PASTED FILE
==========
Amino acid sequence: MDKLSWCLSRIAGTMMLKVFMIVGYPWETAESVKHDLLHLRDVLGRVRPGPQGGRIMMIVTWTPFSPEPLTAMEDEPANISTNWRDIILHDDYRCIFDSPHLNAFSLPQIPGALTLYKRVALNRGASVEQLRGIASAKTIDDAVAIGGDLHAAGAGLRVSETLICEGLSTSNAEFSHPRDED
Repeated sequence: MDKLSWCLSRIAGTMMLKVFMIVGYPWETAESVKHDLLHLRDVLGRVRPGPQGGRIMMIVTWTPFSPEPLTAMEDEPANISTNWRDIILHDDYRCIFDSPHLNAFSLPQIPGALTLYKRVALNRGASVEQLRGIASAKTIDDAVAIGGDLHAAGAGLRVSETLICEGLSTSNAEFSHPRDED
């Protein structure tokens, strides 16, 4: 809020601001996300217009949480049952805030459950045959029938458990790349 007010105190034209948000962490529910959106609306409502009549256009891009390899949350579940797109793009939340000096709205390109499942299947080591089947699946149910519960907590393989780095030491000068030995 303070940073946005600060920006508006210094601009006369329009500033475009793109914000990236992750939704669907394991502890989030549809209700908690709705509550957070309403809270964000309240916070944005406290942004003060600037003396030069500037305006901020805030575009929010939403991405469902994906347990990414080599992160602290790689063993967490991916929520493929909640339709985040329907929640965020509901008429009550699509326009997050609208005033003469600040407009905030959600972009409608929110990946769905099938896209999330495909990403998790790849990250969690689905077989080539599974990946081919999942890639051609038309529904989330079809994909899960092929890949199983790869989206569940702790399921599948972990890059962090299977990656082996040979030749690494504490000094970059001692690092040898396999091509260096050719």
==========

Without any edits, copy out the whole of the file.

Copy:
Amino acid sequence: MDKLSWCLSRIAGTMMLKVFMIVGYPWETAESVKHDLLHLRDVLGRVRPGPQGGRIMMIVTWTPFSPEPLTAMEDEPANISTNWRDIILHDDYRCIFDSPHLNAFSLPQIPGALTLYKRVALNRGASVEQLRGIASAKTIDDAVAIGGDLHAAGAGLRVSETLICEGLSTSNAEFSHPRDED
Repeated sequence: MDKLSWCLSRIAGTMMLKVFMIVGYPWETAESVKHDLLHLRDVLGRVRPGPQGGRIMMIVTWTPFSPEPLTAMEDEPANISTNWRDIILHDDYRCIFDSPHLNAFSLPQIPGALTLYKRVALNRGASVEQLRGIASAKTIDDAVAIGGDLHAAGAGLRVSETLICEGLSTSNAEFSHPRDED
């Protein structure tokens, strides 16, 4: 809020601001996300217009949480049952805030459950045959029938458990790349 007010105190034209948000962490529910959106609306409502009549256009891009390899949350579940797109793009939340000096709205390109499942299947080591089947699946149910519960907590393989780095030491000068030995 303070940073946005600060920006508006210094601009006369329009500033475009793109914000990236992750939704669907394991502890989030549809209700908690709705509550957070309403809270964000309240916070944005406290942004003060600037003396030069500037305006901020805030575009929010939403991405469902994906347990990414080599992160602290790689063993967490991916929520493929909640339709985040329907929640965020509901008429009550699509326009997050609208005033003469600040407009905030959600972009409608929110990946769905099938896209999330495909990403998790790849990250969690689905077989080539599974990946081919999942890639051609038309529904989330079809994909899960092929890949199983790869989206569940702790399921599948972990890059962090299977990656082996040979030749690494504490000094970059001692690092040898396999091509260096050719």